The brexit process seems to be reaching a dead end. The British Parliament has twice rejected the terms of divorce agreed with Brussels, but also refuses to leave the European Union without an agreement. On Wednesday, the House of Commons passed an amendment declaring itself against a brexit without an agreement, a first step towards overcoming the deadlock in the divorce proceedings as a result of MEPs’ repeated refusal to accept the text negotiated by the parties. +
May, who took the floor as soon as the round of voting ended, welcomed the fact that Parliament had declared with a “clear majority” that it did not want a chaotic brexit, but, at the same time, recalled that it is a mere declaration, without binding Community law, according to which the United Kingdom will leave the EU on 29 March – with or without agreement – unless it asks to postpone the split. So, with two weeks to go before that deadline, MEPs will vote on Thursday if they are in favour of requesting an extension from the remaining EU countries, which should approve it unanimously.
May’s motion foresees London asking for a three-month extension if a departure treaty can be approved by 20 March. If Parliament has not ratified a pact by then, the government warns that the extension could be longer and force the UK to participate in the next European elections. These are some of the keys that will condition the future of the brexit: Is a way out without an agreement ruled out? Although MEPs have spoken out against a non-negotiated break, British law and the Treaty of Lisbon continue to mark the 29th as the date of departure, so the separation will be carried out on time if an extension has not been approved or if a pact has been ratified. Nor does an extension completely eliminate the risk of abrupt brexit, a scenario that according to the Bank of England could trigger a recession in the UK. If London doesn’t ratify exit terms in the coming months, it will face the same dilemma again.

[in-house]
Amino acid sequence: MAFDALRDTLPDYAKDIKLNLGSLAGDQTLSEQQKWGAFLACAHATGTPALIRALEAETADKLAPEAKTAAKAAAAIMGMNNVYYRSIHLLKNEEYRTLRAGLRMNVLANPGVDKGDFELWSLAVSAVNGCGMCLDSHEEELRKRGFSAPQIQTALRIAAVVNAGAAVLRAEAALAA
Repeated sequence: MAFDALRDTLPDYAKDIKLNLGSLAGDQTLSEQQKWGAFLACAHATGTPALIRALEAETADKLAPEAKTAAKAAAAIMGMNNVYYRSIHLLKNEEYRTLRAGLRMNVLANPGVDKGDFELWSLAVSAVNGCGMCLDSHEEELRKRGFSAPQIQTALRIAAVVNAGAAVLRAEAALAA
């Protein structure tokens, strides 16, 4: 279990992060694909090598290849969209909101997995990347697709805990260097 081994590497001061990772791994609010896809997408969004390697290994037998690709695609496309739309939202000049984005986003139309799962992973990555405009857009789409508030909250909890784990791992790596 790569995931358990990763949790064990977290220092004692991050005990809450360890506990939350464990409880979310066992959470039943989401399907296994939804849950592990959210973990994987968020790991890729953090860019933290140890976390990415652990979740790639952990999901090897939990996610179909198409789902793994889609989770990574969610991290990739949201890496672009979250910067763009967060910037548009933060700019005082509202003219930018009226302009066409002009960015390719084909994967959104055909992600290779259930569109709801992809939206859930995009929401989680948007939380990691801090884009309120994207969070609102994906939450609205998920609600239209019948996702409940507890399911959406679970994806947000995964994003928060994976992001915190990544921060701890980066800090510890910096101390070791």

Is the brexit deal a dead letter? The pact sealed in November by London and Brussels has been rejected in Parliament by a large majority on two occasions, but there is a possibility that Prime Minister Theresa May will try again to ratify it for the third time. The motion to be voted on Thursday sets 20 March, one day before the next EU summit, as the deadline for approving the text. May has warned that the UK could be forced to ask Brussels for a long extension if it does not back a pact. The head of government hopes that this prospect will change the minds of some of the Eurosceptic MEPs who have voted against the agreement so far. How long can an extension last? May offers to ask for a “short” extension, until 30 June, if an agreement is ratified. That limit is two days before the new European Parliament is set up, which would allow the United Kingdom not to take part in the EU elections scheduled for May. These elections would erode the image of the Government, which is committed to complying with the outcome of the 2016 referendum.
They would also pose a technical problem for the EU, which has already divided some of the British seats among other countries. The motion to be voted on this Thursday is amendable, so the chamber groups could take control and modify the terms of the text presented by the Executive. If May arrives at next week’s European summit without a ratified pact under her arm, EU leaders will ask her to detail a roadmap for the months that an eventual extension would last. The remaining 27 EU countries must approve the extension unanimously, so they would be in a position to impose conditions on the UK and determine the length of that period. Is a second referendum possible? The Labour Party officially defends a new plebiscite, although it has not yet taken steps in that direction.
For this proposal to succeed, some conservative MPs must support it and Labour leader Jeremy Corbyn should quell a possible rebellion by some of his MPs, elected by brexit constituencies, who have so far rejected a consultation. May has suggested the possibility of resubmitting his agreement to a vote, subjecting its ratification to a new referendum. That option, he warned, would entail the risk that the brexit would not materialize. Can early elections be held? The UK is at a crossroads, so most of the candidates to succeed May at the head of government would probably prefer to take over once the brexit has materialised, when they will be able to lead negotiations on the future trade relationship.